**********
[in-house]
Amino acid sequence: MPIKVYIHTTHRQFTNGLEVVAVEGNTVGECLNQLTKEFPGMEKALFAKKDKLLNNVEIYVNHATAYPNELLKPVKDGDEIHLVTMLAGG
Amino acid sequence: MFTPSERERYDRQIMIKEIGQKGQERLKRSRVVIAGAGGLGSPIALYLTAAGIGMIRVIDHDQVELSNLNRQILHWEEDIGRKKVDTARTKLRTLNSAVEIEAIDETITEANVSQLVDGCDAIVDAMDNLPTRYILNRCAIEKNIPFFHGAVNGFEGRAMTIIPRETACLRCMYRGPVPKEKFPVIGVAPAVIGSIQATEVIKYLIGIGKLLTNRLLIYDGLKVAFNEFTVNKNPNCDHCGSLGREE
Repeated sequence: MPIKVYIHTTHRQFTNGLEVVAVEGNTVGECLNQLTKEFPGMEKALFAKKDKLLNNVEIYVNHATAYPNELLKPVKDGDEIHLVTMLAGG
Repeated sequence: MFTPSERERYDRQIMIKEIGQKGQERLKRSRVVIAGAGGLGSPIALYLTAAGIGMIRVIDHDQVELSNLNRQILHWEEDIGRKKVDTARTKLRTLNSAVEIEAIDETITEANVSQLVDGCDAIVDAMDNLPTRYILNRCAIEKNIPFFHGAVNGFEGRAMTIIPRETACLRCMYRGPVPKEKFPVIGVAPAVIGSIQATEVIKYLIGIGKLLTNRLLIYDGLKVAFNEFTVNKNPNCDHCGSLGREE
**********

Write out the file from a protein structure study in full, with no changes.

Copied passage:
[in-house]
Amino acid sequence: MPIKVYIHTTHRQFTNGLEVVAVEGNTVGECLNQLTKEFPGMEKALFAKKDKLLNNVEIYVNHATAYPNELLKPVKDGDEIHLVTMLAGG
Amino acid sequence: MFTPSERERYDRQIMIKEIGQKGQERLKRSRVVIAGAGGLGSPIALYLTAAGIGMIRVIDHDQVELSNLNRQILHWEEDIGRKKVDTARTKLRTLNSAVEIEAIDETITEANVSQLVDGCDAIVDAMDNLPTRYILNRCAIEKNIPFFHGAVNGFEGRAMTIIPRETACLRCMYRGPVPKEKFPVIGVAPAVIGSIQATEVIKYLIGIGKLLTNRLLIYDGLKVAFNEFTVNKNPNCDHCGSLGREE
Repeated sequence: MPIKVYIHTTHRQFTNGLEVVAVEGNTVGECLNQLTKEFPGMEKALFAKKDKLLNNVEIYVNHATAYPNELLKPVKDGDEIHLVTMLAGG
Repeated sequence: MFTPSERERYDRQIMIKEIGQKGQERLKRSRVVIAGAGGLGSPIALYLTAAGIGMIRVIDHDQVELSNLNRQILHWEEDIGRKKVDTARTKLRTLNSAVEIEAIDETITEANVSQLVDGCDAIVDAMDNLPTRYILNRCAIEKNIPFFHGAVNGFEGRAMTIIPRETACLRCMYRGPVPKEKFPVIGVAPAVIGSIQATEVIKYLIGIGKLLTNRLLIYDGLKVAFNEFTVNKNPNCDHCGSLGREE